OAKLAND, Calif. -- One of the first things Steve Kerr insisted after winning an NBA championship as a rookie coach last June was that he'd been lucky.
No, he wasn't agreeing with rival coach Doc Rivers' assessment that the Warriors, through no doing of their own, had been fortunate to avoid all their biggest potential potholes in the Western Conference playoffs.
Nor was it an admission that his team, which had only fared well enough to get its previous coach fired, had somehow overachieved in a flukey manner.
Rather, Kerr, a five-time champion as an NBA player after having been to a Final Four as a collegian, cited primary three sources of his so-called luck:
"They wrote the book on how to win," Kerr said of three coaches for whom he played a total of 12 seasons. "I just read it."
Laid up in bed much of the off-season following back surgery, Kerr, a two-time Pacific-10 Conference All-Academic selection, has had plenty of time to do more reading.
If such a bible as "How To Repeat As Champions" existed, well, suffice it to say Kerr wouldn't have had to pay for a signed copy.
"I'm not going to say repeating (as champs) is harder than winning the first one. That was very difficult in and of itself," he said. "I've been there. I've seen what it takes. I've witnessed it first-hand."
After playing on two Pac-10 championship teams under Olson at the University of Arizona, Kerr was a part of the Chicago Bulls' second three-peat from 1996-98 under Jackson. He also won NBA titles in 1999 and 2003 while playing for Popovich with the San Antonio Spurs.
Kerr, who retired after the 2003 season, only failed to repeat as champion once (he was traded from the Bulls to the Spurs following Chicago's 1998 title) in his playing career. That was with the Spurs in 2000, a season in which star big man Tim Duncan missed the playoffs following knee surgery.
The key to success, according Kerr, features several key elements. Among them: Having an organization that's able to retain, if not improve upon, the core of the winning roster; employing leaders who won't tolerate a championship hangover; and avoiding injuries.
"There is some luck involved," Kerr added, referring to the unpredictability of the health factor.
Kerr himself already is a victim of the injury bug. He will miss the start of the 2015-16 season as he continues to rehab his surgically repaired back. He's not sure when -- or perhaps if -- he'll return to the bench.
And while the Warriors have retained their All-Stars (guards Stephen Curry and Klay Thompson) and almost all their most productive complementary pieces (center Andrew Bogut, forwards Draymond Green and Harrison Barnes, swingman Andre Iguodala and guard Shaun Livingston), some in the West have trumped that by upgrading big-time in their quest to make Golden State a one-year wonder.
Popovich's own Spurs are one of those teams. They now employ veteran standout big men LaMarcus Aldridge and David West to fortify the foundation of Duncan, forward Kawhi Leonard, point guard Tony Parker and supersub Manu Ginobili that brought Popovich's fifth championship banner to San Antonio in 2014.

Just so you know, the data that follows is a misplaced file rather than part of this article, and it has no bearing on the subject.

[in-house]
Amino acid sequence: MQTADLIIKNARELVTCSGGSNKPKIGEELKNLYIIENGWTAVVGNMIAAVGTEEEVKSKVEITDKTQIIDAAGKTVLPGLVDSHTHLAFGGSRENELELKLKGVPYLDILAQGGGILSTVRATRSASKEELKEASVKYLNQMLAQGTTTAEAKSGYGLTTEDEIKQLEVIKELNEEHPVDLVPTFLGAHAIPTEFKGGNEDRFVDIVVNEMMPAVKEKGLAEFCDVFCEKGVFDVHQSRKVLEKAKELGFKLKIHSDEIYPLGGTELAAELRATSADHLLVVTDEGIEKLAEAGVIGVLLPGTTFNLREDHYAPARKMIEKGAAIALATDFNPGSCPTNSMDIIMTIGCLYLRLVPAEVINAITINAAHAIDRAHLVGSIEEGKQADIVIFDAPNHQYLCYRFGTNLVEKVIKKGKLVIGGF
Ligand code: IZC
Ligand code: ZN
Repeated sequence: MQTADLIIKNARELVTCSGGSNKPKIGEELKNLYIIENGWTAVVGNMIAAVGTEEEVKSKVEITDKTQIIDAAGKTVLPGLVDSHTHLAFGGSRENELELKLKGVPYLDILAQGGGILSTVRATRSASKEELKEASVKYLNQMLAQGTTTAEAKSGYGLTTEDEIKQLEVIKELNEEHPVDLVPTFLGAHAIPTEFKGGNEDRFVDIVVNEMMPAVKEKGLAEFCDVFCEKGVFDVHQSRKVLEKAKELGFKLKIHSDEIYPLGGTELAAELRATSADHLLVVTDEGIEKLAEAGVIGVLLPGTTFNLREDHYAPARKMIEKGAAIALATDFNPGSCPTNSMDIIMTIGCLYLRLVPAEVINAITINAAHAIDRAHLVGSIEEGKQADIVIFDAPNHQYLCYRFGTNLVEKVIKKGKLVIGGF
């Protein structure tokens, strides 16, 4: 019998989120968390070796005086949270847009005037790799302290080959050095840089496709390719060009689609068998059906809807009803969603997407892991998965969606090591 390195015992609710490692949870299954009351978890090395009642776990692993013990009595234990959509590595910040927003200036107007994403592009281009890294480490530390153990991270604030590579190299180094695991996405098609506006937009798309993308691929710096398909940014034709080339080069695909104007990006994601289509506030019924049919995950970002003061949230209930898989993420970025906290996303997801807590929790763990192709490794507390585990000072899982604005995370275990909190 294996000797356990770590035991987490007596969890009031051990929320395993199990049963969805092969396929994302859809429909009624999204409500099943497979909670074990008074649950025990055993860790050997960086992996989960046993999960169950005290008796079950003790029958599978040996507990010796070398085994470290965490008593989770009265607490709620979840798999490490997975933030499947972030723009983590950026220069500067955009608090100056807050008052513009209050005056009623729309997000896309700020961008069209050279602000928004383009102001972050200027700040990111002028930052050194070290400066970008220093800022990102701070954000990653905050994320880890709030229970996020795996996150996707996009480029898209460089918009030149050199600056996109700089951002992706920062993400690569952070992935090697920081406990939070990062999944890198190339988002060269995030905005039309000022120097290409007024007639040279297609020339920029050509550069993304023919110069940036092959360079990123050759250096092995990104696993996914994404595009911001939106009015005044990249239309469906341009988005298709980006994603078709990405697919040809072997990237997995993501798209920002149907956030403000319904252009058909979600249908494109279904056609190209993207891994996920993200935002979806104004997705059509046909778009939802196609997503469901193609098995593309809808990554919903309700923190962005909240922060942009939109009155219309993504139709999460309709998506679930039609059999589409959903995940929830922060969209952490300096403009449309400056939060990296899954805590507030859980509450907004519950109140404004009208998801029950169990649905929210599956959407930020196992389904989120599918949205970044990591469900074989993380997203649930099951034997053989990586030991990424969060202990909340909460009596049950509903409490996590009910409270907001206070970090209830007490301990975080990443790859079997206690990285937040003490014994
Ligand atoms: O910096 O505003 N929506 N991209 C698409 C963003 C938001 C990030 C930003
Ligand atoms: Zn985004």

Rivers now has forwards Josh Smith and Paul Pierce, and guard Lance Stephenson, in the arsenal of a Los Angeles Clippers team that was the last to beat Golden State in the playoffs. All-Stars Chris Paul and Blake Griffin, and re-signed center DeAndre Jordan, are headlines-grabbing holdovers from that 2014 team.
And the Oklahoma City Thunder ranks as the most likely to use the Warriors' formula for success against them, having imported two-time collegiate championship-winning coach Billy Donovan from the University of Florida in hopes he, like Kerr, can take a playoff-tested roster to the next level.
The Houston Rockets (56), Memphis Grizzlies (55) and Portland Trail Blazers (51) are all looking for bigger and better things after matching or exceeding Golden State's win total the season before it stormed to the top.
And then there's the Dallas Mavericks, who have added star guard Deron Williams to a 50-win club, and the New Orleans Pelicans, a 45-game winner who stole Kerr's right-hand man -- and maybe some of his secrets -- when they signed on Alvin Gentry to be their coach.
The Warriors' road to the top of the mountain didn't go through San Antonio, Los Angeles or Oklahoma City last season. It's possible they'll all have dots on Golden State's map to 2016 riches.
"One thing I've learned," Kerr noted. "It's never easy.
"You make good decisions. You come to play every day like you did the year before. You hope everyone stays healthy.
"And then may the best team win."
Or in the case of this year's Western Conference champion, whoever that turns out to be, may the best team potentially earn the ultimate challenge of dealing with LeBron James, a two-time champion who is motivated by being denied a third by the Warriors, in the NBA Finals.
About 15 Western teams begin the new season Tuesday hoping they are lucky enough to earn that privilege.